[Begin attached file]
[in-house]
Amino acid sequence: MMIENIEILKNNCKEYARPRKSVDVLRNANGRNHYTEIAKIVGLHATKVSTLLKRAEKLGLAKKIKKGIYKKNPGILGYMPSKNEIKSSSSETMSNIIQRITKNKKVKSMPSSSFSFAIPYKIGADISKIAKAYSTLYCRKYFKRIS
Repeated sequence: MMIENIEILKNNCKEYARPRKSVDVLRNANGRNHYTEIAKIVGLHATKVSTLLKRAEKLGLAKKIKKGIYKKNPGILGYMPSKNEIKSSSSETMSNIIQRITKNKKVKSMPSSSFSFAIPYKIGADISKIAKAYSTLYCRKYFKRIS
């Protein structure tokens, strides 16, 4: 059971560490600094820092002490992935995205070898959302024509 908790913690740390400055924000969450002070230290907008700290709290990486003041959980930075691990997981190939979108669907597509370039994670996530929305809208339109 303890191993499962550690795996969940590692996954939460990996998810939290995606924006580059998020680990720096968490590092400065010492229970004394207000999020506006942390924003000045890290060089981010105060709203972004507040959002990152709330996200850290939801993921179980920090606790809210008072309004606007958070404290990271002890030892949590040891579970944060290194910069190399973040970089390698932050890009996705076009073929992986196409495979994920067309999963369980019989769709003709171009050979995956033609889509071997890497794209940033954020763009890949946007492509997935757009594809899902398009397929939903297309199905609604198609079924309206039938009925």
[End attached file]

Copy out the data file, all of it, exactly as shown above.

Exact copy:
[in-house]
Amino acid sequence: MMIENIEILKNNCKEYARPRKSVDVLRNANGRNHYTEIAKIVGLHATKVSTLLKRAEKLGLAKKIKKGIYKKNPGILGYMPSKNEIKSSSSETMSNIIQRITKNKKVKSMPSSSFSFAIPYKIGADISKIAKAYSTLYCRKYFKRIS
Repeated sequence: MMIENIEILKNNCKEYARPRKSVDVLRNANGRNHYTEIAKIVGLHATKVSTLLKRAEKLGLAKKIKKGIYKKNPGILGYMPSKNEIKSSSSETMSNIIQRITKNKKVKSMPSSSFSFAIPYKIGADISKIAKAYSTLYCRKYFKRIS
């Protein structure tokens, strides 16, 4: 059971560490600094820092002490992935995205070898959302024509 908790913690740390400055924000969450002070230290907008700290709290990486003041959980930075691990997981190939979108669907597509370039994670996530929305809208339109 303890191993499962550690795996969940590692996954939460990996998810939290995606924006580059998020680990720096968490590092400065010492229970004394207000999020506006942390924003000045890290060089981010105060709203972004507040959002990152709330996200850290939801993921179980920090606790809210008072309004606007958070404290990271002890030892949590040891579970944060290194910069190399973040970089390698932050890009996705076009073929992986196409495979994920067309999963369980019989769709003709171009050979995956033609889509071997890497794209940033954020763009890949946007492509997935757009594809899902398009397929939903297309199905609604198609079924309206039938009925």